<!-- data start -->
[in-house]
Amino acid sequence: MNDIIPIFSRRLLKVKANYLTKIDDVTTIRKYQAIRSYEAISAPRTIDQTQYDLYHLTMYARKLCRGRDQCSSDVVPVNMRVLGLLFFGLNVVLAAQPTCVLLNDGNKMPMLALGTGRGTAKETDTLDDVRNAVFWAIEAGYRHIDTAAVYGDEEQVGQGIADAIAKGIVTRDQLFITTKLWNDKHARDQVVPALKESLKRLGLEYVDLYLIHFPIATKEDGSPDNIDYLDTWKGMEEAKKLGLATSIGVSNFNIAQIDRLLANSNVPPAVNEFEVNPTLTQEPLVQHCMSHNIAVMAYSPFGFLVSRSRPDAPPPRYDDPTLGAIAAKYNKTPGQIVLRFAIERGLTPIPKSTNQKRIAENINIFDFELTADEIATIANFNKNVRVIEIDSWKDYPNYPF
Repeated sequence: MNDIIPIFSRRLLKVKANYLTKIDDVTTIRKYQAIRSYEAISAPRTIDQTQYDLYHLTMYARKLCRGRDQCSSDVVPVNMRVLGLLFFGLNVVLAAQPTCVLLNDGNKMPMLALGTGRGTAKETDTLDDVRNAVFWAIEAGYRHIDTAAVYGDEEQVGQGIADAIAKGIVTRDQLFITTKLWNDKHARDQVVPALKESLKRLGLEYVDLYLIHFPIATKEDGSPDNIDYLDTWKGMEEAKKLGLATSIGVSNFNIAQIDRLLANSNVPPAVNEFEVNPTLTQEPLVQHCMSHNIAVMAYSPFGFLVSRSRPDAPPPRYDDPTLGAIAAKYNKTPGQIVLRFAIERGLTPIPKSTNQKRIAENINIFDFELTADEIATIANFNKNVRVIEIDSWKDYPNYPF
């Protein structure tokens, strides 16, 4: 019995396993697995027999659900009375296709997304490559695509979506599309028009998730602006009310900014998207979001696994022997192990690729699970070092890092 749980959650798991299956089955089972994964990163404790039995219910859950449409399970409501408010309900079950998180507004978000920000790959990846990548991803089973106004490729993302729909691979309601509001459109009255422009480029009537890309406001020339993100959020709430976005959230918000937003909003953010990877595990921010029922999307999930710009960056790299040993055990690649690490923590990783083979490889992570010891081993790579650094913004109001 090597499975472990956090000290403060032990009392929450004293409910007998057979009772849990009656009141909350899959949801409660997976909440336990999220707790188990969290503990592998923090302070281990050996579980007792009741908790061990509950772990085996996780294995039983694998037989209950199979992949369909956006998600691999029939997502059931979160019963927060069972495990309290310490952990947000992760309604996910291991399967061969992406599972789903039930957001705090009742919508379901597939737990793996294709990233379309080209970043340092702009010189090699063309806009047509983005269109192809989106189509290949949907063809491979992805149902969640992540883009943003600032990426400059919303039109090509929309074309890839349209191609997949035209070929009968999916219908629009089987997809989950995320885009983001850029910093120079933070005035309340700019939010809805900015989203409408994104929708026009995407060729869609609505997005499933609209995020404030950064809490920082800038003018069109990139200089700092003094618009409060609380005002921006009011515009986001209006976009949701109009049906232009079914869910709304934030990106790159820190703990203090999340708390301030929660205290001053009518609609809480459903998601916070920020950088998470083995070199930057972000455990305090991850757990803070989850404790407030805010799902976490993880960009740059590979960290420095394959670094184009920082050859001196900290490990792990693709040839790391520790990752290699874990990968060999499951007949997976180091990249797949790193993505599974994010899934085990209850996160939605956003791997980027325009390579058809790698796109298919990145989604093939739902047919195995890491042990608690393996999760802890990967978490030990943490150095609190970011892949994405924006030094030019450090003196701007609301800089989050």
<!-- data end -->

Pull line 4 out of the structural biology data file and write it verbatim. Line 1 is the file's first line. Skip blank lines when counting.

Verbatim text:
């Protein structure tokens, strides 16, 4: 019995396993697995027999659900009375296709997304490559695509979506599309028009998730602006009310900014998207979001696994022997192990690729699970070092890092 749980959650798991299956089955089972994964990163404790039995219910859950449409399970409501408010309900079950998180507004978000920000790959990846990548991803089973106004490729993302729909691979309601509001459109009255422009480029009537890309406001020339993100959020709430976005959230918000937003909003953010990877595990921010029922999307999930710009960056790299040993055990690649690490923590990783083979490889992570010891081993790579650094913004109001 090597499975472990956090000290403060032990009392929450004293409910007998057979009772849990009656009141909350899959949801409660997976909440336990999220707790188990969290503990592998923090302070281990050996579980007792009741908790061990509950772990085996996780294995039983694998037989209950199979992949369909956006998600691999029939997502059931979160019963927060069972495990309290310490952990947000992760309604996910291991399967061969992406599972789903039930957001705090009742919508379901597939737990793996294709990233379309080209970043340092702009010189090699063309806009047509983005269109192809989106189509290949949907063809491979992805149902969640992540883009943003600032990426400059919303039109090509929309074309890839349209191609997949035209070929009968999916219908629009089987997809989950995320885009983001850029910093120079933070005035309340700019939010809805900015989203409408994104929708026009995407060729869609609505997005499933609209995020404030950064809490920082800038003018069109990139200089700092003094618009409060609380005002921006009011515009986001209006976009949701109009049906232009079914869910709304934030990106790159820190703990203090999340708390301030929660205290001053009518609609809480459903998601916070920020950088998470083995070199930057972000455990305090991850757990803070989850404790407030805010799902976490993880960009740059590979960290420095394959670094184009920082050859001196900290490990792990693709040839790391520790990752290699874990990968060999499951007949997976180091990249797949790193993505599974994010899934085990209850996160939605956003791997980027325009390579058809790698796109298919990145989604093939739902047919195995890491042990608690393996999760802890990967978490030990943490150095609190970011892949994405924006030094030019450090003196701007609301800089989050």